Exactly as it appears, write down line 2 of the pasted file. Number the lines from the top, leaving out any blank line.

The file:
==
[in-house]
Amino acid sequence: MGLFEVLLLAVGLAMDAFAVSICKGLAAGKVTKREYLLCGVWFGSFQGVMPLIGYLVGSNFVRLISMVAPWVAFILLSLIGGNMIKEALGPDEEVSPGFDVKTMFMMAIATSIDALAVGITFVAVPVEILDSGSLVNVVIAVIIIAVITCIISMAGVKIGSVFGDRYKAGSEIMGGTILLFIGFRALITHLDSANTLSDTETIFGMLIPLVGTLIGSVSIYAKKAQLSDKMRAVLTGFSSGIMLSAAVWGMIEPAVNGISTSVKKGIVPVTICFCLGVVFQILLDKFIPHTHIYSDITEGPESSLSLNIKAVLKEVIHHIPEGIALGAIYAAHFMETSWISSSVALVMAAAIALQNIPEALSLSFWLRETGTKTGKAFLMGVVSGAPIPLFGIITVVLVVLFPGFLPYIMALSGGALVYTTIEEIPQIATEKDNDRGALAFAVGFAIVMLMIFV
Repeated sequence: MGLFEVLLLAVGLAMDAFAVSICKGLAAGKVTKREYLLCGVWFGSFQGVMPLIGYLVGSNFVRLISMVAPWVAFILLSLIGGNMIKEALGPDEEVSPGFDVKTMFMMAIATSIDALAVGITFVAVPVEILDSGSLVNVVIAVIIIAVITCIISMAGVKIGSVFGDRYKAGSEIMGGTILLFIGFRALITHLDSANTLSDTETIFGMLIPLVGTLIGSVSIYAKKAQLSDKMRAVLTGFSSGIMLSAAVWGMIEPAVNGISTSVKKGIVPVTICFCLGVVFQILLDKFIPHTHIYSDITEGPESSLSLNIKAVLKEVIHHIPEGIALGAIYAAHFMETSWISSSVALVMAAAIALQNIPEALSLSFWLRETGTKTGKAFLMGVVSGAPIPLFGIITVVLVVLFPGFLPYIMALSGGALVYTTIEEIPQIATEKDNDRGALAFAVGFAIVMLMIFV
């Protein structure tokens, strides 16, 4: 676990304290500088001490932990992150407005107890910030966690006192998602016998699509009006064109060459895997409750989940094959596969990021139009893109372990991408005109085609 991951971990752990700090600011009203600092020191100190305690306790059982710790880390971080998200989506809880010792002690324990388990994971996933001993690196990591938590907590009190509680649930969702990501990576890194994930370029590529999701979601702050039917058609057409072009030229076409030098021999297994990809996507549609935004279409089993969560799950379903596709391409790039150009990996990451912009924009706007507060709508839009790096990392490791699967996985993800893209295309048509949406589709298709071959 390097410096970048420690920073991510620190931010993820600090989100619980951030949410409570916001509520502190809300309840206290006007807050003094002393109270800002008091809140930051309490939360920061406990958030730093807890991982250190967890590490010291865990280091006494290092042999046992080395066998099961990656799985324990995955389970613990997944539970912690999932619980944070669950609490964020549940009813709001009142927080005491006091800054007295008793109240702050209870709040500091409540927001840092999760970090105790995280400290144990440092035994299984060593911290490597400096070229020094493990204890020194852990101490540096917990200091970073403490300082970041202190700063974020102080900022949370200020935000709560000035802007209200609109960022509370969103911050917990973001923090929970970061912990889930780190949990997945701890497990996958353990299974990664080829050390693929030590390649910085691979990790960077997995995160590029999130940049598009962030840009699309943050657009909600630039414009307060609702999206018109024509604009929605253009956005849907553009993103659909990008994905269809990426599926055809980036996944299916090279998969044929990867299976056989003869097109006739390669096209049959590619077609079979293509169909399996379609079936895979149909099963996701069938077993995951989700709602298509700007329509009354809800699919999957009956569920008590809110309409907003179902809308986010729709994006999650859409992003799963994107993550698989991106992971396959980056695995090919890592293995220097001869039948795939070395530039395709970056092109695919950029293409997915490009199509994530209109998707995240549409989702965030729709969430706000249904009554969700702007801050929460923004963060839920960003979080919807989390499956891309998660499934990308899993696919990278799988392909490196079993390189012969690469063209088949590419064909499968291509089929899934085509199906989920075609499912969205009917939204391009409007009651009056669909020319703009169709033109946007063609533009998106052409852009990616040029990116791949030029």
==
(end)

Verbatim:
Amino acid sequence: MGLFEVLLLAVGLAMDAFAVSICKGLAAGKVTKREYLLCGVWFGSFQGVMPLIGYLVGSNFVRLISMVAPWVAFILLSLIGGNMIKEALGPDEEVSPGFDVKTMFMMAIATSIDALAVGITFVAVPVEILDSGSLVNVVIAVIIIAVITCIISMAGVKIGSVFGDRYKAGSEIMGGTILLFIGFRALITHLDSANTLSDTETIFGMLIPLVGTLIGSVSIYAKKAQLSDKMRAVLTGFSSGIMLSAAVWGMIEPAVNGISTSVKKGIVPVTICFCLGVVFQILLDKFIPHTHIYSDITEGPESSLSLNIKAVLKEVIHHIPEGIALGAIYAAHFMETSWISSSVALVMAAAIALQNIPEALSLSFWLRETGTKTGKAFLMGVVSGAPIPLFGIITVVLVVLFPGFLPYIMALSGGALVYTTIEEIPQIATEKDNDRGALAFAVGFAIVMLMIFV